The son of Hungarian immigrants, Ventilla grew up in Manhattan and got a scholarship to one of New York’s top private elementary schools, the Buckley School. He later attended the Phillips Academy boarding school in Andover, Massachusetts, where he graduated close to the top of his class and got a near-perfect score on the SAT (which he proudly posts on his LinkedIn profile). Ventilla went to college at Yale University, studying math and physics as an undergrad before getting a master's degree in business and starting his own company, Aardvark, a social Q&A service that Google bought in 2010 for $50 million. In Ventilla’s view, his professional success in adulthood never would have happened without that Buckley scholarship.
“There’s this horrific notion that you need to pick your preschool based on what elementary school you want your kid to go to, with the obvious implication being that leads to high school and college, and if you don’t pick right for your 2 year-old they are going to be penniless and alone in their 30s,” Ventilla says. “What’s most awful about that is there actually is some truth to it. It’s not just total nonsense.”
In 2012, Ventilla was itching to leave Google and start another company. At Google, he was in charge of “personalization,” an effort that links a user’s search history, Gmail inbox, Maps queries, and YouTube viewing habits into a single profile, making it easier to customize search results and other features. While criticized by privacy advocates, the work convinced Ventilla that software could parse troves of information to curate an experience that matches a person’s needs and tastes.
Around the same time, he found himself frustrated by preschool and elementary options for his then 2-year-old daughter. With their rows of desks and one-size-fits-all curriculum, Ventilla felt that the approaches limited creativity and treated kids as if they had the same interests and abilities. Ventilla instead wanted Google-esque personalization applied to his daughter’s schooling – and thought other parents would agree. Over the course of a few months in 2013, he resigned from Google, founded the company, and opened the first AltSchool in San Francisco. Three teachers were recruited with the help of Craigslist listings, and students were found by targeting parents with ads on Google and Facebook. “We didn’t really know what's involved but thought ‘how hard could it be,’” Ventilla says. “Turns out it was really hard, and if we knew how hard it would be we probably wouldn’t have done it. But we got it done.”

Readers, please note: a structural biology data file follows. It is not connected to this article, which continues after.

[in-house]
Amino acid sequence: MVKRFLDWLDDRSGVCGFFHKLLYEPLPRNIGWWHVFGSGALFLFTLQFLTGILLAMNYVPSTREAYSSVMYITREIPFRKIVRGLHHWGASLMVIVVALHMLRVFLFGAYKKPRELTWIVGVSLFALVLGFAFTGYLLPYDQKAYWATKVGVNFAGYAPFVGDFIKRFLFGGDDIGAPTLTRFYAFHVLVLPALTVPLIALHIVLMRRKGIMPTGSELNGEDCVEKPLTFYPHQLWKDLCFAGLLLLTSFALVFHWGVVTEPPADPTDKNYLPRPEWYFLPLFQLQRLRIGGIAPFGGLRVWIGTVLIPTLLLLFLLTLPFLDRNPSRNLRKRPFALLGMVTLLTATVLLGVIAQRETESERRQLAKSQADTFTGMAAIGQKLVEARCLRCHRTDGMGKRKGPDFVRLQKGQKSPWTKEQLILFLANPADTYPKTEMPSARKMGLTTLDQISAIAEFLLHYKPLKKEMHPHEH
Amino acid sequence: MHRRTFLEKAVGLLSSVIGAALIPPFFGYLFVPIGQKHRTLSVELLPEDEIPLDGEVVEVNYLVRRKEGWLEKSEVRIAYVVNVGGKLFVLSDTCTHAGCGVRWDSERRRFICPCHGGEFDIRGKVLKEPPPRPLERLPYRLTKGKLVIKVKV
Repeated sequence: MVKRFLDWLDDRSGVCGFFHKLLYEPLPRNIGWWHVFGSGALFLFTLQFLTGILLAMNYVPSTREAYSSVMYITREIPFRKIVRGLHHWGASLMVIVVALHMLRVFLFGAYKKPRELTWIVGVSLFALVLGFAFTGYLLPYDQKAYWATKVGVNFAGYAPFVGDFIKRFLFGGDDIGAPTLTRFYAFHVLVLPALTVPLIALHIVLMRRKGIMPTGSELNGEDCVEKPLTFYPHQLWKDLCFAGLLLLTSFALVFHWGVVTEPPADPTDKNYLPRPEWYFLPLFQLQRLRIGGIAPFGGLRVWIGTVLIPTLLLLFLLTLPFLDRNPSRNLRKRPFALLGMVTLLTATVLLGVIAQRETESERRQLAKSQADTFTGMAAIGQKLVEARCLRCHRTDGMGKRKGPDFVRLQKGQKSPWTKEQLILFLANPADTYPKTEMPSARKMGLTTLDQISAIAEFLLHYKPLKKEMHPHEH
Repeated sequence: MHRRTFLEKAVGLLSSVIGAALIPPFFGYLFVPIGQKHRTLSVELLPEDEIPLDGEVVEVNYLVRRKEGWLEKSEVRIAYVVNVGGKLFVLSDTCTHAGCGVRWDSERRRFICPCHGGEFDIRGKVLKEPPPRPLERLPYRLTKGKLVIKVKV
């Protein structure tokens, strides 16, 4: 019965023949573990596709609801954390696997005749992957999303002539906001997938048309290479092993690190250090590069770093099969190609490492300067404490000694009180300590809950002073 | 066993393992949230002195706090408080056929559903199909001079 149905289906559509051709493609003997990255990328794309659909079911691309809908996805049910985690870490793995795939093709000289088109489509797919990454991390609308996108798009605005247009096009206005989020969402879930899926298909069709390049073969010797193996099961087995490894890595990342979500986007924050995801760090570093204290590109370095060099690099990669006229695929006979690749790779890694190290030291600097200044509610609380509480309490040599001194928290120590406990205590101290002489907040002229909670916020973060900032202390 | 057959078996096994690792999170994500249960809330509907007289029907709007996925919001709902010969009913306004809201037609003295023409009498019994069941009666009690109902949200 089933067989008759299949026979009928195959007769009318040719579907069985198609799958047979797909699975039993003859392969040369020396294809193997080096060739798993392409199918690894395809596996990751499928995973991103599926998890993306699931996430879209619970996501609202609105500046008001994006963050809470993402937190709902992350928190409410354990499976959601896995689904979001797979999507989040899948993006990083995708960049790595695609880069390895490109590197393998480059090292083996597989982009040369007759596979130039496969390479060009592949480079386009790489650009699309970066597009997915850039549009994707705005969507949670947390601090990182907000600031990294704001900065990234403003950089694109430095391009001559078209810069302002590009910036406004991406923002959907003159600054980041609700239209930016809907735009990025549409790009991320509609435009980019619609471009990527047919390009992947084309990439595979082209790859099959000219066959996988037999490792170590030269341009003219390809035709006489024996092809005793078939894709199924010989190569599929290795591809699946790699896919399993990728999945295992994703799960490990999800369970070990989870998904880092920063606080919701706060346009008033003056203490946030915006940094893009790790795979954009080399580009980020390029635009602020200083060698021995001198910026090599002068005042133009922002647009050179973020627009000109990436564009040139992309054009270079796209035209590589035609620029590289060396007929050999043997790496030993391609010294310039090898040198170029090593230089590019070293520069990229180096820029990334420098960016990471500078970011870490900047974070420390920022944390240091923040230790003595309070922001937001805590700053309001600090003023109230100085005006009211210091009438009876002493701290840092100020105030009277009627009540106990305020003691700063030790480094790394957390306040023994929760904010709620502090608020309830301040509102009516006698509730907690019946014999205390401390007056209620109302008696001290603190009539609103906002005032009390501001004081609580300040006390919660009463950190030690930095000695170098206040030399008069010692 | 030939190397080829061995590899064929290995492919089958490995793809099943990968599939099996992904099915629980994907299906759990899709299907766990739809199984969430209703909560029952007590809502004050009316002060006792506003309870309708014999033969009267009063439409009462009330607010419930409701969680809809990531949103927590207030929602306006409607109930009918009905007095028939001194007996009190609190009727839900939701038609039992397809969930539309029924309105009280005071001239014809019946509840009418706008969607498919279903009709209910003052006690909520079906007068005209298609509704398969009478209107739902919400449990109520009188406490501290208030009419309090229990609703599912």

The differences between AltSchool and a typical U.S. public school are stark. AltSchool’s classes are filled with the latest technology -- Macbooks for teachers, Chromebooks or iPads for students, top-of-the line projectors, flat-screen televisions, art supplies, and (yes) paper books. A trained engineer works fulltime for the company, traveling from school to school to conduct science experiments. An acoustic guitar is available to play in one classroom. In another, there's a quiet room for students who want time alone. While there are no gymnasiums at any AltSchools, the company occasionally has instructors lead fitness activities at nearby parks. Cheese, crackers, and salami sit on trays for students to snack on.
Emily Dahm, one of the first teachers hired, came from a San Francisco public school with a class of 33 students and not a single computer. Now she works with another teacher in a class of 14 students, all of whom were vetted through AltSchool’s rigorous admissions system and then placed in a class with compatible peers. Dahm expenses supplies, and takes Ubers to meetings at the company headquarters. Teachers can make more than $90,000 a year with benefits, and get an annual bonus and equity in the company. "The public school system is very top-down and AltSchool is the opposite," Dahm says. "We sort of dictate what's going to happen based on best practices that we know, and our experience and our knowledge, and we don't have to go through a bureaucracy to get what we need."